Egypt, Jordan and Iraq meet in tripartite summit in Baghdad

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Egypt, Jordan and Iraq affirmed their willingness to strengthen their cooperation in the face of regional challenges on Sunday in Baghdad. The tripartite summit marked the first visit by an Egyptian head of state to the country in three decades.

Meeting at a tripartite summit on Sunday, June 27, in Baghdad, Egypt, Jordan and Iraq agreed to strengthen their security and economic cooperation.

Abdullah II of Jordan visited the Iraqi capital in early 2019 for the first time in 10 years, while Abdel Fattah al-Sisi is the first Egyptian president to visit Iraq since the invasion of Kuwait by troops from the former dictator Saddam Hussein, in 1990. Diplomatic relations between Baghdad and Cairo, however, have continued to improve in recent years.

On Sunday, King Abdullah II and Abdel Fattah al-Sisi were received by Iraqi President Barham Saleh and Prime Minister Moustafa al-Kazimi. This meeting constitutes “an eloquent message in the face of the enormous regional challenges. Iraq’s recovery paves the way for an integrated system for our region based on the fight against extremism, respect for sovereignty and economic partnership”, he added. Barham Saleh tweeted.

On the agenda: regional issues as well as ways to strengthen cooperation between Iraq, Jordan and Egypt in the areas of security, energy and trade, according to a joint statement released to the outcome of the meeting. The leaders also discussed a “political solution” to the war in Syria under United Nations resolutions “which will preserve the security and stability (of the country) and provide adequate conditions for the return of the refugees”.

Baghdad as a regional mediator?

The war in Syria has claimed nearly 500,000 lives, according to an NGO, and displaced millions of people, some flocking to the borders of Jordan, which lacks resources and faces economic difficulties. The leaders also praised the efforts underway to restore stability in warring Yemen while in Libya, they called for the departure of foreign forces and mercenaries.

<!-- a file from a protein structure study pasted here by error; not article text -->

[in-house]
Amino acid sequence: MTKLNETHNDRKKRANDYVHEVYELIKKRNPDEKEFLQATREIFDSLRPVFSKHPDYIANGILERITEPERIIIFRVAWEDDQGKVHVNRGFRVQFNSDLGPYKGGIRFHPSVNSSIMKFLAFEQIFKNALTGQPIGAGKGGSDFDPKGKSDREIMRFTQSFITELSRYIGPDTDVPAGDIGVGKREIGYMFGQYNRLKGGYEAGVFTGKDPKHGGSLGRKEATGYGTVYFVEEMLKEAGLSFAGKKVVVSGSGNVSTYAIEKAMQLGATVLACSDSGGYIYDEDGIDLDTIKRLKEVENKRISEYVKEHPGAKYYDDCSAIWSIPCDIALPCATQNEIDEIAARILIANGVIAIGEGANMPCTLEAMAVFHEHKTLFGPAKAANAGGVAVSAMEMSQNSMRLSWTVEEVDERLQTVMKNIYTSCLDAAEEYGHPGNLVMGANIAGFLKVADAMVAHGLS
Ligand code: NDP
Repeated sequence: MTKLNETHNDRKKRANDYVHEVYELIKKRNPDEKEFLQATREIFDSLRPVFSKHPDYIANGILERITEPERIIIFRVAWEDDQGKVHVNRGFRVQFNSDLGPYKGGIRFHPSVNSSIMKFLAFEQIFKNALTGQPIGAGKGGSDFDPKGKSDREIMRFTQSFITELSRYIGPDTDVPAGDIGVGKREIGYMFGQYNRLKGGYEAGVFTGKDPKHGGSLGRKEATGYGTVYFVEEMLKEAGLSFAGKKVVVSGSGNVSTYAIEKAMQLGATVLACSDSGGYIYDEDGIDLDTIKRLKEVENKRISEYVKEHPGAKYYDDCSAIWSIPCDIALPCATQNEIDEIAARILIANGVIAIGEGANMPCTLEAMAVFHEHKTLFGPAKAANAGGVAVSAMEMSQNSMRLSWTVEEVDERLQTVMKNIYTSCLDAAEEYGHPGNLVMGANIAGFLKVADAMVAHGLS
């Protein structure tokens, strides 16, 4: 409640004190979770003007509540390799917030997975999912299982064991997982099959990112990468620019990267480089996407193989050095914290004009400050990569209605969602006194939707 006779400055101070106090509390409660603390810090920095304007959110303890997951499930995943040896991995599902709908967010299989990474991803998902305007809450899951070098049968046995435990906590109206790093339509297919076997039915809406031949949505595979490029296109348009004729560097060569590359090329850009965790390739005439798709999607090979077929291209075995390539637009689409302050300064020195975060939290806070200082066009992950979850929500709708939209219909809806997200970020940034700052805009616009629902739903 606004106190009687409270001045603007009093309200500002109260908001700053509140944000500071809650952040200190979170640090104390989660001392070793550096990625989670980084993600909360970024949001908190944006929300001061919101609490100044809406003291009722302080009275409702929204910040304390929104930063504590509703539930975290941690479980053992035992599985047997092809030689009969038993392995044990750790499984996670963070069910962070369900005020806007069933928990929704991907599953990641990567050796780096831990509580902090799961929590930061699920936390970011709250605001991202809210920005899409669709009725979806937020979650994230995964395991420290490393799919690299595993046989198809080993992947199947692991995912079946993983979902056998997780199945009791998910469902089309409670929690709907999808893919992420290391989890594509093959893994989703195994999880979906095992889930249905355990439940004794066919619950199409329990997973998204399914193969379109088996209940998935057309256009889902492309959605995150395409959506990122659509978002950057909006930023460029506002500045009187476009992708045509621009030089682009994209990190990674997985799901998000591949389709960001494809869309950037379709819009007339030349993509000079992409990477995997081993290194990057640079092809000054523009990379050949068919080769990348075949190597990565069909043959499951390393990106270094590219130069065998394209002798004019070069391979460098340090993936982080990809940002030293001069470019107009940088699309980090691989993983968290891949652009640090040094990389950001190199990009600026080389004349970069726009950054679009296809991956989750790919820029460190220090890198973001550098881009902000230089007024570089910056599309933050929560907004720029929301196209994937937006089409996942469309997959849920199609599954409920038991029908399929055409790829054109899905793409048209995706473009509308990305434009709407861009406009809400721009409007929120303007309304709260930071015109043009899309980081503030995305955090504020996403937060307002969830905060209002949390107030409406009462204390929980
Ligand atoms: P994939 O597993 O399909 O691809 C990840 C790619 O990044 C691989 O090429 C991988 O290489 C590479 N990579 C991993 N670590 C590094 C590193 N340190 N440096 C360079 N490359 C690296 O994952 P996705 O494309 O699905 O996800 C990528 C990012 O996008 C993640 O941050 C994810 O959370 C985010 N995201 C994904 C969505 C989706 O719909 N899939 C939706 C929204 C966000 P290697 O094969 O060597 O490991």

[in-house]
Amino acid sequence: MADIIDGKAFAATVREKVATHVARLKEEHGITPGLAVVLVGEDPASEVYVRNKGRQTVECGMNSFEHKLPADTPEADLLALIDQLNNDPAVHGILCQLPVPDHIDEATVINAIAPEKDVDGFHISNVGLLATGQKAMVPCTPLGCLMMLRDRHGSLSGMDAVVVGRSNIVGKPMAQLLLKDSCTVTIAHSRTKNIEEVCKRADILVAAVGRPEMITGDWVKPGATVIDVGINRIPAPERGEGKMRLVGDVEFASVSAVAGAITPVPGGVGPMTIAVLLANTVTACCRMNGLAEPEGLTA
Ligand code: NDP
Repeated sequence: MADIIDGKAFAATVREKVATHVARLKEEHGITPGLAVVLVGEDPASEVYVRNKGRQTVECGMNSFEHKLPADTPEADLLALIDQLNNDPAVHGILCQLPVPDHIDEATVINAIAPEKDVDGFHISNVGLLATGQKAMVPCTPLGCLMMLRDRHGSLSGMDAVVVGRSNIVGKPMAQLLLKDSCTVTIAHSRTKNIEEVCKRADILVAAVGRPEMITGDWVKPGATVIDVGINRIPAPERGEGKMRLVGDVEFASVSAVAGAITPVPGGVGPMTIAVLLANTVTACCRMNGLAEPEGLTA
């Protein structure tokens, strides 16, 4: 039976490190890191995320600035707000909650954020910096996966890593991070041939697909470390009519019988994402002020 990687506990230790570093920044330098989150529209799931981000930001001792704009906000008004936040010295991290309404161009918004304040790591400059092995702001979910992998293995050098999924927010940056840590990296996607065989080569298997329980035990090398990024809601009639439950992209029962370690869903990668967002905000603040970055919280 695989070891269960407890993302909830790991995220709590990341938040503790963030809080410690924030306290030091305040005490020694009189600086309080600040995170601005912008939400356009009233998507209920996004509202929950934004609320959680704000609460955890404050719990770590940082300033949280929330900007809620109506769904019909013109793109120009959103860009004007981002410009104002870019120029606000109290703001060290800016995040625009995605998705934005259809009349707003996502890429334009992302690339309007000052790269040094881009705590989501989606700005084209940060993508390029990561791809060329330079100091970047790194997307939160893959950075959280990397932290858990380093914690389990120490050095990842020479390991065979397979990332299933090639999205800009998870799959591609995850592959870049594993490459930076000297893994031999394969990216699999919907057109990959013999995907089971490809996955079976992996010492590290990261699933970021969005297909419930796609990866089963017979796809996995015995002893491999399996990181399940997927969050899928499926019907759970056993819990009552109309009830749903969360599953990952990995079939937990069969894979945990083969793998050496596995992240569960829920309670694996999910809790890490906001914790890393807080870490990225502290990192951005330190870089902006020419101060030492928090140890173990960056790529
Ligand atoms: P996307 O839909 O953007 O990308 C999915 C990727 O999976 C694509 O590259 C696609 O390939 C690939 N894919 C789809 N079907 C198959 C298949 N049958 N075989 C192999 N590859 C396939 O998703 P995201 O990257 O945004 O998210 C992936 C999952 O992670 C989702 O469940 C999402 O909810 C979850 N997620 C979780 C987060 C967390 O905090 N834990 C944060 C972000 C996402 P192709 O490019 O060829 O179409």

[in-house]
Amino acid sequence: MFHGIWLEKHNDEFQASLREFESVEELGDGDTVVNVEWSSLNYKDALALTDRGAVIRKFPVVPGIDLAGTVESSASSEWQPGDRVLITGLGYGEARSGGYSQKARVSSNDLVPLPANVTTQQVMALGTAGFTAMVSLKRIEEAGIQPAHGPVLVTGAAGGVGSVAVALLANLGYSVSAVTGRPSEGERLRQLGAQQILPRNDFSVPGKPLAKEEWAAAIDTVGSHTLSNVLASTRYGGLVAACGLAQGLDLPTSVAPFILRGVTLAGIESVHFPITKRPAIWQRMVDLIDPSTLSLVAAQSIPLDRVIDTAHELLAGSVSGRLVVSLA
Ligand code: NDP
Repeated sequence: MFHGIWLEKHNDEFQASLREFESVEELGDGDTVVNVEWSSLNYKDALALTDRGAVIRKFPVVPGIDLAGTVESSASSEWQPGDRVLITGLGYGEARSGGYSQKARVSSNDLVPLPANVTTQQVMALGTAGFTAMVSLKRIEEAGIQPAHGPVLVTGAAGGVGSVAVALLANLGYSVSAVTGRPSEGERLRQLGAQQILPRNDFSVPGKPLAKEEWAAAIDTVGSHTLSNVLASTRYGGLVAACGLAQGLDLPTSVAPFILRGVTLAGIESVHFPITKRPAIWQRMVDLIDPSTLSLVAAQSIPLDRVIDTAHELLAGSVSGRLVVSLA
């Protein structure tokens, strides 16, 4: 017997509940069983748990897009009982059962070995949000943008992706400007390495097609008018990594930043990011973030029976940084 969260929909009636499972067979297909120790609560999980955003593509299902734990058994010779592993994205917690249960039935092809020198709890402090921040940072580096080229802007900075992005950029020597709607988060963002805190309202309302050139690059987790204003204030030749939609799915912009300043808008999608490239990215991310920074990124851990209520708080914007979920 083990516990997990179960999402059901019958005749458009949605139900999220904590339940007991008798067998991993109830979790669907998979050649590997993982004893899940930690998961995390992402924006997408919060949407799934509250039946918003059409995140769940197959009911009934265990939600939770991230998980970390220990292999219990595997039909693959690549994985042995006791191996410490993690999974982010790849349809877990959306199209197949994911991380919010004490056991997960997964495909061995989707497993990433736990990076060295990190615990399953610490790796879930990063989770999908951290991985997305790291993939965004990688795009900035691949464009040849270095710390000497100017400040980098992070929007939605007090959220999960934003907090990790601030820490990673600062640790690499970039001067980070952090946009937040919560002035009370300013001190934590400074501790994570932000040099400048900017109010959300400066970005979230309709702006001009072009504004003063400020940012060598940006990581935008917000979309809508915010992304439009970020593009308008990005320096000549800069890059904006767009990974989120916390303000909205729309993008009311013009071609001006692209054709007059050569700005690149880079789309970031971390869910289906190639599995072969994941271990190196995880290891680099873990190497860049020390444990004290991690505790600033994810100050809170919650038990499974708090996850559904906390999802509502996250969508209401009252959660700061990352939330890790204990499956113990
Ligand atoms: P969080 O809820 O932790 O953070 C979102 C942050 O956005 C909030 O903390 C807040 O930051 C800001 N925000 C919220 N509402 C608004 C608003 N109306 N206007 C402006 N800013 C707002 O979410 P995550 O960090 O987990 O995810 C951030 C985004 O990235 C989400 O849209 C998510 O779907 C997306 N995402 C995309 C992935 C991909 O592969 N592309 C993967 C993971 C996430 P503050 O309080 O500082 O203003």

They also called for renewed efforts to achieve “a just and comprehensive peace” between Israel and the Palestinians, as well as the establishment of an independent Palestinian state. Finally, they praised Egypt’s role in negotiating a ceasefire between Israel and ruling Hamas in the Gaza Strip after an 11-day conflict in May, and Cairo’s promise of help rebuild the Palestinian enclave.

Iraq is strongly committed to a rapprochement with the United States’ Arab allies in the Middle East, Saudi Arabia, Egypt and Jordan, and also actively supports the reintegration of Syria into the Arab League. Baghdad seeks to make itself indispensable as a regional mediator to avoid being reduced to a ground of clashes between the two great regional rivals Iran and Saudi Arabia, according to analysts.

Sunday’s summit was “a message” to the United States that Iraq maintains relations with Iran but not at the expense of Arab countries, said Iraqi analyst Ihsan al-Shamari. Iran and Saudi Arabia severed diplomatic ties more than five years ago, driving a fault line in the Middle East.

Riyadh and Tehran support opposing sides in the region’s main conflicts, including Yemen, Syria and Iraq. They also oppose Lebanon and Bahrain. The United States hailed a “historic visit.” “This visit is an important step towards strengthening regional economic and security ties between Egypt, Iraq and Jordan to move towards regional stability,” State Department spokesman Ned Price said. .

With AFP

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